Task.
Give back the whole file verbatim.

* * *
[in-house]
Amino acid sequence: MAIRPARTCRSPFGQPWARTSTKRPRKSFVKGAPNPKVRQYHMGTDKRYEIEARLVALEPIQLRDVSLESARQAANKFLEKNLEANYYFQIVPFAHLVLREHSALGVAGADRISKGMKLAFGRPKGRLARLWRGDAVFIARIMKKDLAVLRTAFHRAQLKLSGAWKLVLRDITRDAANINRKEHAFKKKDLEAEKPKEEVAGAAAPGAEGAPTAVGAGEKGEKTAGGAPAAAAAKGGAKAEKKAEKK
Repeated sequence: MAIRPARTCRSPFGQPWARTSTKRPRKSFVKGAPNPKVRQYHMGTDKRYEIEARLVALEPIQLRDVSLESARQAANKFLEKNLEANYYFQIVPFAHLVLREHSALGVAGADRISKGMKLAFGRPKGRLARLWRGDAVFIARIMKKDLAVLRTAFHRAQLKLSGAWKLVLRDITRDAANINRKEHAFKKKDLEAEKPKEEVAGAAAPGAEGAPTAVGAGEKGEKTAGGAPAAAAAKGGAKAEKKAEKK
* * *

[in-house]
Amino acid sequence: MAIRPARTCRSPFGQPWARTSTKRPRKSFVKGAPNPKVRQYHMGTDKRYEIEARLVALEPIQLRDVSLESARQAANKFLEKNLEANYYFQIVPFAHLVLREHSALGVAGADRISKGMKLAFGRPKGRLARLWRGDAVFIARIMKKDLAVLRTAFHRAQLKLSGAWKLVLRDITRDAANINRKEHAFKKKDLEAEKPKEEVAGAAAPGAEGAPTAVGAGEKGEKTAGGAPAAAAAKGGAKAEKKAEKK
Repeated sequence: MAIRPARTCRSPFGQPWARTSTKRPRKSFVKGAPNPKVRQYHMGTDKRYEIEARLVALEPIQLRDVSLESARQAANKFLEKNLEANYYFQIVPFAHLVLREHSALGVAGADRISKGMKLAFGRPKGRLARLWRGDAVFIARIMKKDLAVLRTAFHRAQLKLSGAWKLVLRDITRDAANINRKEHAFKKKDLEAEKPKEEVAGAAAPGAEGAPTAVGAGEKGEKTAGGAPAAAAAKGGAKAEKKAEKK